NFTs: A Digital Artist’s Guide
If you’re a digital creative, you might have heard a lot about NFTs (non-fungible tokens) and how they’re changing the landscape for digital artists.
But some of the concepts behind NFTs and cryptocurrency are hard to explain, even if you’re interested in joining the NFT craze.
This article will give you a brief overview of NFTs, including what they are, how they work, and whether or not creating NFTs from your digital art is the right thing to do.
Ready? Let’s do it.
Table of contents
- What is an NFT?
- How Do NFTs Work? (TL;DR Edition)
- The State of NFTs in 2021
- The (Semi-)Serious Case for NFTs
- The Current Problems With NFTs
- Should Digital Artists Create NFTs?
- Our Opinion
01. What is an NFT?
A non-fungible token (NFT) is a cryptographic token used to represent a single digital item.
If you’re in the loop with cryptocurrency, that definition makes sense. But if you aren’t, it’s confusing. We’ll cover how NFTs work in the next section.
For now, think of NFTs as a one-of-a-kind fingerprint that you can add to your digital art or file. This fingerprint is unique, and it’s easy for computers, online marketplaces and auction houses, and art collectors to identify.
When you attach the NFT to your digital assets, you’re claiming that file as the “digital original” of your artwork and that every other version of that artwork is just a copy.
By doing this, you can treat your digital art just like a printed original by creating one authorized digital copy.
NFTs work by creating exclusivity around digital artwork and aim to make it truly unique.
02. How Do NFTs Work? (TL;DR Edition)
NFTs use a digital ledger (a collection of financial accounts or records) called a blockchain to authenticate your artwork and keep track of any related transactions.
To protect its data and maintain authenticity, blockchains are typically created as decentralized file systems that are spread over many computers.
Every computer keeps its copy of the digital ledger, and transactions are validated against multiple copies of the ledger to make sure that all data is accurate. When a transaction is made, all computers on the network record the transaction into the ledger so that changes can’t be made retroactively.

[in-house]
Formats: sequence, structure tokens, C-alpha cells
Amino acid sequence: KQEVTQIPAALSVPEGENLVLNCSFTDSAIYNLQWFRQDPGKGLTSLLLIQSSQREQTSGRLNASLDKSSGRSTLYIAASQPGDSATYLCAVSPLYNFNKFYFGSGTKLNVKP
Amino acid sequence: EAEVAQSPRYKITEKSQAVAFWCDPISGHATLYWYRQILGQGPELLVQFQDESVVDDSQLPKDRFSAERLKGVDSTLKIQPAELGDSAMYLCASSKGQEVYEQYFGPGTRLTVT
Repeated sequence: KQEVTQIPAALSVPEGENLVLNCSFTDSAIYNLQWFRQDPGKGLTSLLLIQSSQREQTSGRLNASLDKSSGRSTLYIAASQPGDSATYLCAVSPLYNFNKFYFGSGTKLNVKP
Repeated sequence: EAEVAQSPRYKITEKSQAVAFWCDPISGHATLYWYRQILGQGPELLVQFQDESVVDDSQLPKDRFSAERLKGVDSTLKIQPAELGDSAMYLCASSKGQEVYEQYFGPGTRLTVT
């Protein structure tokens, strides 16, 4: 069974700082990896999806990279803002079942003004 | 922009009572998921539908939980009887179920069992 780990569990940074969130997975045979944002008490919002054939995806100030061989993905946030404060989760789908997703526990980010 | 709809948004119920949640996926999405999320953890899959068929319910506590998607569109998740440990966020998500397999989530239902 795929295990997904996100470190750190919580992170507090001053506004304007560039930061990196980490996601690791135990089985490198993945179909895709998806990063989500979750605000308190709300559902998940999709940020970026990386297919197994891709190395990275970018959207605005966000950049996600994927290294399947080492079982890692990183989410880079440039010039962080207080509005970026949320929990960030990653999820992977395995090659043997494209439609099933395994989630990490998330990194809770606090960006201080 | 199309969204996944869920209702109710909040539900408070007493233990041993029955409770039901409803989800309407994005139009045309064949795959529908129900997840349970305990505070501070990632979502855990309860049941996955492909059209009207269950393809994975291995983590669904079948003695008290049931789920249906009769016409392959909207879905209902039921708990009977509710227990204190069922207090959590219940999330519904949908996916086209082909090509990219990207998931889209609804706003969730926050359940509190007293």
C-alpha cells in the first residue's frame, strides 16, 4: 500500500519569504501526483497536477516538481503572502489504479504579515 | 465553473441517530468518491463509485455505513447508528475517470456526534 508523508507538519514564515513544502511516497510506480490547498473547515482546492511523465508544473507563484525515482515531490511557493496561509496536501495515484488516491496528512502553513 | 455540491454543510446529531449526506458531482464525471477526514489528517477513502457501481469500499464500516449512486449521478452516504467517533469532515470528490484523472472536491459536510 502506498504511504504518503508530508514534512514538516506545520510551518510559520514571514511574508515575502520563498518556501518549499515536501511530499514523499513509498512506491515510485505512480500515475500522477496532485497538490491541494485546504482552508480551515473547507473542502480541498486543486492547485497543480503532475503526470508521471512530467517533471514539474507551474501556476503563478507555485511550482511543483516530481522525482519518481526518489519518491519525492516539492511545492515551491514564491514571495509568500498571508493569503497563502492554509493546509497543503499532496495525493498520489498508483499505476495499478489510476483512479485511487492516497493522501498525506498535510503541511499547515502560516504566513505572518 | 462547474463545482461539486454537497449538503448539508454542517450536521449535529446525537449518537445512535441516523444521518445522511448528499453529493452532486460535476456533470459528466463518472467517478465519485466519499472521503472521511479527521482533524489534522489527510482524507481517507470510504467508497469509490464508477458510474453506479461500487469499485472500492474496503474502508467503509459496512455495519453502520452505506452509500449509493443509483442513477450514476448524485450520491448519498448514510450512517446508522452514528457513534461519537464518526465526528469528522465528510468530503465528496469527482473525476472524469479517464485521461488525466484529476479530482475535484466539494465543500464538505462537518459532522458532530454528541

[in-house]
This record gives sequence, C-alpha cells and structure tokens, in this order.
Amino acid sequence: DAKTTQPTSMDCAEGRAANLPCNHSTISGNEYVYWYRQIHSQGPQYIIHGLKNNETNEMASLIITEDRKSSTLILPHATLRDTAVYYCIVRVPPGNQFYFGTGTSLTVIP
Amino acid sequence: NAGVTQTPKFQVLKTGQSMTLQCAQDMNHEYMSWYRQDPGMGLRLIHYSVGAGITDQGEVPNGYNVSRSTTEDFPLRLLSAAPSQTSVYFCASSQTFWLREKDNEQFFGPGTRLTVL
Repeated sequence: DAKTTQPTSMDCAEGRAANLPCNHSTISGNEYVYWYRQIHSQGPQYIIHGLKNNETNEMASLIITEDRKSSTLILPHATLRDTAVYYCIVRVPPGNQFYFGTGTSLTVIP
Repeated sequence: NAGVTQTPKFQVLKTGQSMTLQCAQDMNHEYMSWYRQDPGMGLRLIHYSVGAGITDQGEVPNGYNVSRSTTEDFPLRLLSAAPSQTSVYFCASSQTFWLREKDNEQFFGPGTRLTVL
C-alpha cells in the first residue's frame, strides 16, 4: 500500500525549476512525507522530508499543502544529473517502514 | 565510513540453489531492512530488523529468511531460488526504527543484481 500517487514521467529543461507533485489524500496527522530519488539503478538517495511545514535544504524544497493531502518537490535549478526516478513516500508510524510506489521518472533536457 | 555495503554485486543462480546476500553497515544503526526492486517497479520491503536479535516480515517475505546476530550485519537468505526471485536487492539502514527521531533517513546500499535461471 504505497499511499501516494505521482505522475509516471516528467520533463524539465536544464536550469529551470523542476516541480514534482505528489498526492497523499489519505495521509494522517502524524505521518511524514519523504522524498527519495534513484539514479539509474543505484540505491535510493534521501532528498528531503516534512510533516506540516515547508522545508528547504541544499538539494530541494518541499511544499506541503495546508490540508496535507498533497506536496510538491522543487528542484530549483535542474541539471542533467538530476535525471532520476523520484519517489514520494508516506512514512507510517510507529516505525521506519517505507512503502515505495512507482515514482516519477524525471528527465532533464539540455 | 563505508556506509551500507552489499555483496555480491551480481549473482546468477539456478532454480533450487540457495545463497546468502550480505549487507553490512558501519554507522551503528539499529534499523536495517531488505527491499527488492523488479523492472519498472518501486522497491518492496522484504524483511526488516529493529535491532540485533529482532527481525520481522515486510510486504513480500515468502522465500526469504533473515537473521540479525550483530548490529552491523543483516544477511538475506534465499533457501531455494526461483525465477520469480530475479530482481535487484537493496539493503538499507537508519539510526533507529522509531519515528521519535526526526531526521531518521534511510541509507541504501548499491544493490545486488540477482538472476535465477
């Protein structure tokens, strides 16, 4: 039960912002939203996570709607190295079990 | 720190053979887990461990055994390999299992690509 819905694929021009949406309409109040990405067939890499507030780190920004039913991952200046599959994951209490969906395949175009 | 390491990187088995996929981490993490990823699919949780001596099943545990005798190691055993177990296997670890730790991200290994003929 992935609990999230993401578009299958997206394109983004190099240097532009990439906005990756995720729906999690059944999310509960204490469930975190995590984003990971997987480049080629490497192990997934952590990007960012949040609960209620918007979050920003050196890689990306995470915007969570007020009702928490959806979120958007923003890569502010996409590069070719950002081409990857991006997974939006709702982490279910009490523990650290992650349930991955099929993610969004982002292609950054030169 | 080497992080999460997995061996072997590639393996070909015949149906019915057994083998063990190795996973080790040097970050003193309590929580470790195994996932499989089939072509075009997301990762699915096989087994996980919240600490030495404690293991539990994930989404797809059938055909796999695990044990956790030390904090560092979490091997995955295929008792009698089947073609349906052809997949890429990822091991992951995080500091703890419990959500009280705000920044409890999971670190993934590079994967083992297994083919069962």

If a malicious user tried to make changes to one ledger, that ledger would no longer match what all the other computers in the blockchain have on file.
This technology underpins popular cryptocurrencies like Bitcoin and Ethereum, which have gained value as a tradable, real-world currency.
So, why does all of this matter for NFTs?
Most NFTs are bought and sold using modern cryptocurrencies and their associated blockchains.
When you create NFTs, you’re creating a unique item that is recognized by every computer on the network. When you sell NFTs and a buyer purchases your art, they’re also purchasing the NFT attached to it.
All computers in the blockchain record that transaction, which means that there is a chain of ownership from the current owner all the way back to you, the original creator.
As with classic paintings and antiques, that traceable record of ownership matters. As you grow in popularity and your name recognition grows, your art also becomes more valuable.
Thanks to the record of transactions provided by the blockchain, someone who purchased your NFT art can prove that their digital collectible is a true original.
03. The State of NFTs in 2021
So far, we’ve discussed how NFTs use blockchain technology to create a traceable line of ownership from the original artist all the way to the current owner.
So, what’s going on with the NFT market?
The NFT Gold Rush
Right now, the world of crypto art is experiencing something of a gold rush. That’s because a few artists have made it big selling digital art.
Here are a few examples:
- Digital artist Beeple recently sold an artwork collection for $69 million through Christie’s Auction House.
- Chris Torres, creator of Nyan Cat (warning: link contains sound), sold the meme as a .gif digital file for $590k.
- CryptoPunks by Larva Labs has multiple NFT sales in the millions.
- CryptoKitties, a collectibles game based on blockchain technology, regularly generates sales over 100k.
There have even been successful attempts to drive up the price of traditional art by digitizing artwork and then destroying the physical copy.
This recently happened with a piece of fine art from street artist Banksy. After a group of crypto-savvy individuals purchased the physical art, they digitized it and burned the original to create a one of a kind NFT that no longer exists in the physical world.
The tactic was successful, as they managed to sell the piece for $380k — nearly tripling the cost of the original when it was purchased.
NFT Gets . . . Weird
As the market is flooded with new forms of digital art, things have started to get a little weird for NFTs.
- One man sold an audio recording of his fart as an NFT.
- Brands like Charmin and Pringles have started creating digital collectibles of their own products.
- The NBA’s Top Shot series aims to create digital trading cards based on plays made by star athletes on the court.
- Sorare allows players to buy, sell, trade, and manage a virtual soccer team using digital playing cards.
- Twitter’s Jack Dorsey sold his first tweet for $2.9 million while Tesla’s Elon Musk declined a $1.1 million offer to buy one of his tweets.